• Keep Circulating The Tapes

***

Here are, in my not very humble opinion, the best episodes to begin with if you’ve never gotten into the show:

  • 104 — Planet of the Prehistoric Women, a misleading title, a somewhat interesting movie (in that a significant number of the characters are portrayed by Asian-American actors, at a time when ethnicity in SF films was quite rare), and the episode that gave birth to “Hi-KEEBA!”
  • 213 — Godzilla vs. The Sea Monster. A season two ep that feels like (and is) a transition between the laid-back early days, and the hellzapoppin’ seasons that followed.
  • 320 — The Unearthly. Not the best third season ep, but in many ways indicitave of the entire Joel era. Preceded by two spectacular shorts, the movie itself is lame, the riffing just about average, but the episode as a whole… well, this is why MSTies tuned in week after week, even for repeats.
  • 424 — “Manos” The Hands of Fate. Tom: So, what are we, about an hour into the movie now? Joel: More like thirty seconds. Tom: …No!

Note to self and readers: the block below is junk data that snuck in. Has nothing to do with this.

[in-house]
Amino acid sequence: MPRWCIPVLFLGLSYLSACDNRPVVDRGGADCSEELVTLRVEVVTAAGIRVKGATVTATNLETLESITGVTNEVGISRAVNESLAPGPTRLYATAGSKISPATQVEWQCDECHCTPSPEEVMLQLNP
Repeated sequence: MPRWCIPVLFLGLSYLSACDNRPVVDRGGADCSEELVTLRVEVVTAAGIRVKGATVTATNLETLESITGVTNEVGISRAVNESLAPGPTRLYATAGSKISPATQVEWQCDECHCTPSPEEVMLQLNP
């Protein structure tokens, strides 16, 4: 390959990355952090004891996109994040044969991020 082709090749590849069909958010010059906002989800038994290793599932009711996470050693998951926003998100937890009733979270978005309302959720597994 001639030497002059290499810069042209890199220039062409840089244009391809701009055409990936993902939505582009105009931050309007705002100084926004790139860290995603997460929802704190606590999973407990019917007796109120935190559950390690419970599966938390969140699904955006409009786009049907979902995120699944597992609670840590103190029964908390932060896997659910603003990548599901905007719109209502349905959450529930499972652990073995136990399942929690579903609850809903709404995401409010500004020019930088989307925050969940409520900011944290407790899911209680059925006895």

• 519 — Outlaw. “Oh, it’s breasticaboobical, chestica-mammical, globular, pendular fun!” The episode that won Best Brains the Peabody Award.
  • Mystery Science Theater 3000: The Movie. A great introduction for non-MSTies, despite the fact that the studio more or less tortured all the creative folk involved and insisted on an altered (and inferior) ending. Crow’s brilliant plan for escaping from the satellite and back to Earth still leaves me in stitches. (He’s going to tunnel his way back.)
  • 816 — Prince of Space. One of the goofiest movies ever, some of the funniest riffing ever, with the bonus that the host segments are utterly brilliant (the Satellite of Love has fallen through a wormhole, which warps reality in seriously entertaining ways). “I like it very much!”
  • 312 — Gamera vs. Guiron. You simply haven’t lived until you’ve seen a guy in a turtle suit doing gymnastics in order to defeat a guy in a knife-headed lizard suit. The end segment also has Mike Nelson doing a brilliant Michael Feinstein impression. “It sort of sneaks up on you, ‘boo!’, it says!”
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Written by [IMH]

20 January 2006 at 10:42 am

Posted in Culture

6 Responses

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  1. Mmmm, I’d disagree with you about the “dated”-ness. I recently bought and watched 3 of the DVD collections. Yeah, there are a lot of jokes that were topical 10 years ago, but I think they still work. Many of my favorite MST3K jokes were the really obscure ones, like Servo humming the “ice cream truck” tune from “Comfort and Joy” during “Teenagers from Outer Space.” Topical jokes eventually become obscure, and … well, I think that makes them funny, just in a different way.